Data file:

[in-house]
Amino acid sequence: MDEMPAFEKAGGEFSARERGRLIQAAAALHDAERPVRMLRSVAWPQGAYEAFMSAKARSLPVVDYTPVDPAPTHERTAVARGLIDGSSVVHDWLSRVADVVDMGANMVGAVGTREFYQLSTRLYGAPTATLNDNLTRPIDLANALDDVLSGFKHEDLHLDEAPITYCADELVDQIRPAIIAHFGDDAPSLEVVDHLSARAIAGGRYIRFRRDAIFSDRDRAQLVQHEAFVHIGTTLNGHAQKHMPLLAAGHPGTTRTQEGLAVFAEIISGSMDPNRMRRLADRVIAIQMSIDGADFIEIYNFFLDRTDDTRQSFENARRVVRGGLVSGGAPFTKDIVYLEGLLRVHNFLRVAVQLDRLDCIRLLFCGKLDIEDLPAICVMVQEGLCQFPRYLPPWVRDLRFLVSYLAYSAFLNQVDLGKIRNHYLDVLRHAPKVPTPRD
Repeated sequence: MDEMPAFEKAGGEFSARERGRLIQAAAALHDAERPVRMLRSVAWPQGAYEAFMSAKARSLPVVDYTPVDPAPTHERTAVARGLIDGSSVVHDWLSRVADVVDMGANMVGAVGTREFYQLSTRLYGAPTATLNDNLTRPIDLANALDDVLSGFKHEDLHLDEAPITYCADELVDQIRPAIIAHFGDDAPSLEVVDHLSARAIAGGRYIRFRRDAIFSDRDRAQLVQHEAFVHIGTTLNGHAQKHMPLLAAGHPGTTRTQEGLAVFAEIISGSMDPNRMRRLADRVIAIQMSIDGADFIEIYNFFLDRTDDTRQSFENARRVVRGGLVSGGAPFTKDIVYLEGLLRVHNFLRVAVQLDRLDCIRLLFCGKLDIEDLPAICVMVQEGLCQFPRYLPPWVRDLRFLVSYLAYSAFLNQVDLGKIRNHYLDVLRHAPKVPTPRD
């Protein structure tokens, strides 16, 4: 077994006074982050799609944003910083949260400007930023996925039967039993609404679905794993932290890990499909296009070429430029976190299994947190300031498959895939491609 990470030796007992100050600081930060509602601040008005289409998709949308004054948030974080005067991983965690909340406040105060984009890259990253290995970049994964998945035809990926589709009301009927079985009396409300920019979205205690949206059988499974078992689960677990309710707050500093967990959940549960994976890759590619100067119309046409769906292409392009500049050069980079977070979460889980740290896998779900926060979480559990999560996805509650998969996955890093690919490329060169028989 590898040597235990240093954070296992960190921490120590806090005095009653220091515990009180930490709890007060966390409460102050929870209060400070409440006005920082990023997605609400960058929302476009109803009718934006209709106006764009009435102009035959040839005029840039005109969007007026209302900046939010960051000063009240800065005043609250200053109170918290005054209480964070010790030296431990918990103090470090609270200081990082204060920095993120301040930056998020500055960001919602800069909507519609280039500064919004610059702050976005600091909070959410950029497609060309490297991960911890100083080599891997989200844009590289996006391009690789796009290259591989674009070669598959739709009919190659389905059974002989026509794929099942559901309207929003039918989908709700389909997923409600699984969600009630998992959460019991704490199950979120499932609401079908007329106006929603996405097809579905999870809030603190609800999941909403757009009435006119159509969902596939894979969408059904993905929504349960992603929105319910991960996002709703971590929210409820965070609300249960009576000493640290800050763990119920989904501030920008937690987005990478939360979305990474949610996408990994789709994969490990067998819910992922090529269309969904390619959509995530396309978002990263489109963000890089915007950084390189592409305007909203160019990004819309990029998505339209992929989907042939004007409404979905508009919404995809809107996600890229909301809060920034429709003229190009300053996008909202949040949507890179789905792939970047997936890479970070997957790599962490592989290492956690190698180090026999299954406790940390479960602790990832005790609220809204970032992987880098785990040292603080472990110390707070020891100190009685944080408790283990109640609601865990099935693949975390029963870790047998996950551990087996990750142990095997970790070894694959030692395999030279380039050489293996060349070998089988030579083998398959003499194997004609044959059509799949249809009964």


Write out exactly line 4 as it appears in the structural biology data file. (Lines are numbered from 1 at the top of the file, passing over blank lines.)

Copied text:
């Protein structure tokens, strides 16, 4: 077994006074982050799609944003910083949260400007930023996925039967039993609404679905794993932290890990499909296009070429430029976190299994947190300031498959895939491609 990470030796007992100050600081930060509602601040008005289409998709949308004054948030974080005067991983965690909340406040105060984009890259990253290995970049994964998945035809990926589709009301009927079985009396409300920019979205205690949206059988499974078992689960677990309710707050500093967990959940549960994976890759590619100067119309046409769906292409392009500049050069980079977070979460889980740290896998779900926060979480559990999560996805509650998969996955890093690919490329060169028989 590898040597235990240093954070296992960190921490120590806090005095009653220091515990009180930490709890007060966390409460102050929870209060400070409440006005920082990023997605609400960058929302476009109803009718934006209709106006764009009435102009035959040839005029840039005109969007007026209302900046939010960051000063009240800065005043609250200053109170918290005054209480964070010790030296431990918990103090470090609270200081990082204060920095993120301040930056998020500055960001919602800069909507519609280039500064919004610059702050976005600091909070959410950029497609060309490297991960911890100083080599891997989200844009590289996006391009690789796009290259591989674009070669598959739709009919190659389905059974002989026509794929099942559901309207929003039918989908709700389909997923409600699984969600009630998992959460019991704490199950979120499932609401079908007329106006929603996405097809579905999870809030603190609800999941909403757009009435006119159509969902596939894979969408059904993905929504349960992603929105319910991960996002709703971590929210409820965070609300249960009576000493640290800050763990119920989904501030920008937690987005990478939360979305990474949610996408990994789709994969490990067998819910992922090529269309969904390619959509995530396309978002990263489109963000890089915007950084390189592409305007909203160019990004819309990029998505339209992929989907042939004007409404979905508009919404995809809107996600890229909301809060920034429709003229190009300053996008909202949040949507890179789905792939970047997936890479970070997957790599962490592989290492956690190698180090026999299954406790940390479960602790990832005790609220809204970032992987880098785990040292603080472990110390707070020891100190009685944080408790283990109640609601865990099935693949975390029963870790047998996950551990087996990750142990095997970790070894694959030692395999030279380039050489293996060349070998089988030579083998398959003499194997004609044959059509799949249809009964």